Los Angeles Voters Say Homelessness is the Biggest Problem

Ahead of today’s election, 61% of Los Angeles voters cited the issue of homelessness as the city’s top priority. It was followed by crime, security enhancement, and housing problems, accounting for 38% and 36%, respectively.

According to a recent voter survey conducted by the Southern California News Group (SCNG), more than three-quarters of voters in Los Angeles said homelessness had worsened in the past few years. Additionally, a study of Los Angeles voters found that more than a third said they were concerned about the recent surge in the homeless population and that solving homeless problems should be a top priority for the city in the Los Angeles mayoral election.

In the survey, SCNG asked, “Do you think the problem of homelessness in your community today has improved, worsened, or remained the same compared to years ago?” In response, 76.8% of the total respondents answered that the homeless problem had worsened. Of these, 87% Republicans, 74.4% Democrats, and 74.6% independents.

According to the Los Angeles Homeless Services Administration (LAHSA) homeless count as of February 2022, released in September, the number of homeless people in Los Angeles County stood at 69,144, an increase of 4.1% from two years ago. The slower-than-average increase in homelessness has been the result of city, county, and state funding efforts in recent years to provide homeless shelters and permanent homes.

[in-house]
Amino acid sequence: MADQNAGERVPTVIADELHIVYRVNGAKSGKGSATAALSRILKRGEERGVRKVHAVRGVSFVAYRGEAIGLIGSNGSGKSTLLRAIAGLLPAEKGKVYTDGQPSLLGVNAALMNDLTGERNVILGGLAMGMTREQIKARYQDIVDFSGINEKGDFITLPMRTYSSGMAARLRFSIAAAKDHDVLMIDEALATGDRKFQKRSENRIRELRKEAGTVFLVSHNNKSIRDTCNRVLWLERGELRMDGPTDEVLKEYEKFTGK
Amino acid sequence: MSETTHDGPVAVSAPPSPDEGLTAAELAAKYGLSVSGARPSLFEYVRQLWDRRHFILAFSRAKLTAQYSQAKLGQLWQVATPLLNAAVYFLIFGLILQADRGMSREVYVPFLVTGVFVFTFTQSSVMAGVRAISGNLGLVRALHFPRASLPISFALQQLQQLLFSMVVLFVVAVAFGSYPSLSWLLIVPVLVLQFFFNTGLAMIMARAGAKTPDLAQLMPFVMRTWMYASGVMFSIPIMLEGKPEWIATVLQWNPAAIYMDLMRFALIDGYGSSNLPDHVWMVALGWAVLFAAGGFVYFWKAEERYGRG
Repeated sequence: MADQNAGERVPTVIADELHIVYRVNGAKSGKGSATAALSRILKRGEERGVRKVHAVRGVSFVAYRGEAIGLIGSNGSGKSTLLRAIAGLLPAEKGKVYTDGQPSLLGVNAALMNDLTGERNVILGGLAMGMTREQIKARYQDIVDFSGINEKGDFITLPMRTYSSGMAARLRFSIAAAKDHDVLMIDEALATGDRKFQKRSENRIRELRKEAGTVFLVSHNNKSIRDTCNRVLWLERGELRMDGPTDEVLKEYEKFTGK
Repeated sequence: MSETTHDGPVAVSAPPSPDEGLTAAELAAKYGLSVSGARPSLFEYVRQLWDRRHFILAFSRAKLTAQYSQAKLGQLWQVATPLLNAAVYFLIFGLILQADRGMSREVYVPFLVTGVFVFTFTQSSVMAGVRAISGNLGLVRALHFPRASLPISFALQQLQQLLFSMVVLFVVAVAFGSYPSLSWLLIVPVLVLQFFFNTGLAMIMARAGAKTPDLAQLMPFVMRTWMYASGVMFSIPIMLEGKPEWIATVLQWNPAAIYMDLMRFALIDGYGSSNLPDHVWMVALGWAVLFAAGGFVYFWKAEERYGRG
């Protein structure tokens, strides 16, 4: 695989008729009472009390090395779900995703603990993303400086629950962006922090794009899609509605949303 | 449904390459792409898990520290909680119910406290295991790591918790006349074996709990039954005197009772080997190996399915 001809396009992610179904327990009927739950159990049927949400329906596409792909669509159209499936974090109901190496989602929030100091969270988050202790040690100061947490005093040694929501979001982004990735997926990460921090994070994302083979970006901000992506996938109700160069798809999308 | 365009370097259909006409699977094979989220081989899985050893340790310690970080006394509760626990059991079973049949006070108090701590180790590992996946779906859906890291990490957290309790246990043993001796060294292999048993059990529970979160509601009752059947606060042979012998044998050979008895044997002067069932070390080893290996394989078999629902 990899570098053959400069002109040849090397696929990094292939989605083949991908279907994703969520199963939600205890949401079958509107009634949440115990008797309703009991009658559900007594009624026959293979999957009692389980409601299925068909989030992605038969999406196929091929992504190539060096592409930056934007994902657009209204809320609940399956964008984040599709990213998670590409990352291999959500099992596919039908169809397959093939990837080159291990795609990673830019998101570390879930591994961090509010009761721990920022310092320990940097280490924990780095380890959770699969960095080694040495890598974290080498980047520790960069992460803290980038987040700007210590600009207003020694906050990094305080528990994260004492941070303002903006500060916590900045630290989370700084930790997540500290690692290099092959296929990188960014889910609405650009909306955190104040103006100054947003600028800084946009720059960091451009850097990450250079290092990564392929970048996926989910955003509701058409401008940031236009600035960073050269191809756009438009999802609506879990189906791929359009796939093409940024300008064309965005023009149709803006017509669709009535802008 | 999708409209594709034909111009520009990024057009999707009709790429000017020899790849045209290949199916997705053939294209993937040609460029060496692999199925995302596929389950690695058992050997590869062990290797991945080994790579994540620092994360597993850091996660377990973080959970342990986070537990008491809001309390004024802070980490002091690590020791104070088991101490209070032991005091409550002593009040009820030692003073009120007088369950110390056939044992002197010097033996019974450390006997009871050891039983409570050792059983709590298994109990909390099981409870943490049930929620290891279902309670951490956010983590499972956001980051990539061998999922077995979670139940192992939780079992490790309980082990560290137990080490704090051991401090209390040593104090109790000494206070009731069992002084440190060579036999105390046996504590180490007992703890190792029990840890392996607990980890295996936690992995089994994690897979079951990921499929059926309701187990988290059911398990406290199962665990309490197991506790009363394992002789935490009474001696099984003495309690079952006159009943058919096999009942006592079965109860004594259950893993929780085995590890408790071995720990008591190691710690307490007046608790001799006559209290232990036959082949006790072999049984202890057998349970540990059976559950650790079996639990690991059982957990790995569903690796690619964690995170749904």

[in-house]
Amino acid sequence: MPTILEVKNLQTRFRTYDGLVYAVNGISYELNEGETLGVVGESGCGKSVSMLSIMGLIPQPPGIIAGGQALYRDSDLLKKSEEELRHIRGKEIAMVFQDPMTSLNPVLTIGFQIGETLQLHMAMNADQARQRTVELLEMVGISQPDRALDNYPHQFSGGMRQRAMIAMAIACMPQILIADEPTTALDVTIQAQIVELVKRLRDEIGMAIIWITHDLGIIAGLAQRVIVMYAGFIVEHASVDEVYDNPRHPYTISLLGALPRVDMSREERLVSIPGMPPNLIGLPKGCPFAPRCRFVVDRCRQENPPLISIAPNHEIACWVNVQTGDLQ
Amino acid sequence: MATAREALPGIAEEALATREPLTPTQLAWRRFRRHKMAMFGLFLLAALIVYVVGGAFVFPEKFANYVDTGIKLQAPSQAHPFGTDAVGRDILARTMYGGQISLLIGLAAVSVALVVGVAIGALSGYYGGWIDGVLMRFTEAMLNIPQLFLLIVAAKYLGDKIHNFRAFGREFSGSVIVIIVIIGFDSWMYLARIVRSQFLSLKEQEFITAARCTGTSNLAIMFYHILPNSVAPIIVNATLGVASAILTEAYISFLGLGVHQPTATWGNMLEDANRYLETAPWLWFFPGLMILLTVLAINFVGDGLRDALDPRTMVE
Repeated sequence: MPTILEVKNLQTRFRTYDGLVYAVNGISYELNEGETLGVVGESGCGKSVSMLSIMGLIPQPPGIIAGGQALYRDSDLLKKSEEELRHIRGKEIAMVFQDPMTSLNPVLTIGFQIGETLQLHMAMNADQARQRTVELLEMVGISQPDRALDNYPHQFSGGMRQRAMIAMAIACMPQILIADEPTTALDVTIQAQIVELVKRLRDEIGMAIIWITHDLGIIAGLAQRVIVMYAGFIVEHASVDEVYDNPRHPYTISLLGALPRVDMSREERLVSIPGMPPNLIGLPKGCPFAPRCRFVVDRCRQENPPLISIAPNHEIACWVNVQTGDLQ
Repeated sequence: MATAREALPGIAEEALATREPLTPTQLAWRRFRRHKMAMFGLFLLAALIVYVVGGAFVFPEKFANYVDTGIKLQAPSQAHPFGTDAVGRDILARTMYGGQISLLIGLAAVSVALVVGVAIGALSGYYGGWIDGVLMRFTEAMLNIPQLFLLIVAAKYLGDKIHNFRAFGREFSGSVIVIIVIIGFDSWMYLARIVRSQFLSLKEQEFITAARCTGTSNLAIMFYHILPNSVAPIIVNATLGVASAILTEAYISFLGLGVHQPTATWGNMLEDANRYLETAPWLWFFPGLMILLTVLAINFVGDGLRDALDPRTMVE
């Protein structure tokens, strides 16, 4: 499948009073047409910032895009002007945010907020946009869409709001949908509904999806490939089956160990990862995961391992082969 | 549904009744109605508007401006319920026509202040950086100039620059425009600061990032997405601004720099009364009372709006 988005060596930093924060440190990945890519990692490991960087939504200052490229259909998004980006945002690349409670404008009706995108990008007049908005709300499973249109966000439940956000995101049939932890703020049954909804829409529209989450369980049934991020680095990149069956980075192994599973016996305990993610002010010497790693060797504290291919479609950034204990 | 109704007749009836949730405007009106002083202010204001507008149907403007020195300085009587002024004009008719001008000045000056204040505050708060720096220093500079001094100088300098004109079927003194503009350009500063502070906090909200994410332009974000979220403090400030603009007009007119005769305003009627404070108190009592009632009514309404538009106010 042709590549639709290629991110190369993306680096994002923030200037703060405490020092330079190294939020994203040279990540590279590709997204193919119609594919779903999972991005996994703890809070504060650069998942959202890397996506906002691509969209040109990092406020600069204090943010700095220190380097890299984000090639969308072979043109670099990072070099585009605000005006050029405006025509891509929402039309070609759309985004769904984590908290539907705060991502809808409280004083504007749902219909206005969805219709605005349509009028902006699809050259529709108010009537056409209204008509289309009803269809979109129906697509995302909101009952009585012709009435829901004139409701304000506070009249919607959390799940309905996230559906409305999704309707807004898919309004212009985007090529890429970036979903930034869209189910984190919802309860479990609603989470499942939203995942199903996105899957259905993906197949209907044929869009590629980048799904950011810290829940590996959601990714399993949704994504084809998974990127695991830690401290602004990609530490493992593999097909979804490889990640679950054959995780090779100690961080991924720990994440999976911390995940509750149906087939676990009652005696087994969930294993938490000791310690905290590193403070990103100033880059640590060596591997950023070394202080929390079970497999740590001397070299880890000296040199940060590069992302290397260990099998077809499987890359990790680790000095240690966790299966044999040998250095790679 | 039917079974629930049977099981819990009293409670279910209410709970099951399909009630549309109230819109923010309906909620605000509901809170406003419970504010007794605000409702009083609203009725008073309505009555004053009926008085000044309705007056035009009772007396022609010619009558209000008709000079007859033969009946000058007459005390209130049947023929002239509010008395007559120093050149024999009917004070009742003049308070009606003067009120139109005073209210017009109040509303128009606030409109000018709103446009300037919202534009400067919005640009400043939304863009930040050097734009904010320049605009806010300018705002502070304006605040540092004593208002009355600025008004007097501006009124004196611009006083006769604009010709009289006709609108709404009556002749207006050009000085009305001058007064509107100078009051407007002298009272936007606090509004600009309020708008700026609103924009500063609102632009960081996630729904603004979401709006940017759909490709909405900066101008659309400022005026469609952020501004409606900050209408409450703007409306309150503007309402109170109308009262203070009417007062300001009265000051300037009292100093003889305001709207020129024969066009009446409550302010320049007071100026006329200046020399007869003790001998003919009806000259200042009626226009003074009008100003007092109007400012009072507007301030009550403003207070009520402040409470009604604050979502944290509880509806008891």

However, in Los Angeles County, only 30% of the homeless population is currently sheltered. The remaining 70% are still without shelter, forced to stay on the streets, under freeway bridges, in parks and rivers, and require proper care. About 30% of the county’s homeless population is black and 44% is Latino.

It also found that around 40% of homeless people are suffering from substance abuse or serious mental illness. This shows that homelessness is disproportionately affecting low-income people of color, such as blacks and Latinos.

A report published by MedicalNet highlighted that a growing number of voters are dissatisfied with their communities because of the ubiquity of homeless tents. It is causing various problems such as deterioration of the living environment of the homeless, the urgency of beautifying the streets, discord with nearby business owners and residents, an increase in crimes against or perpetrating the homeless, and creating anxiety among residents.

Meanwhile, two candidates, Rick Caruso and Karen Beth, who are in a fierce battle in the LA mayoral election, are promising various solutions, citing the problem of homelessness as an immediate task for the city government to solve.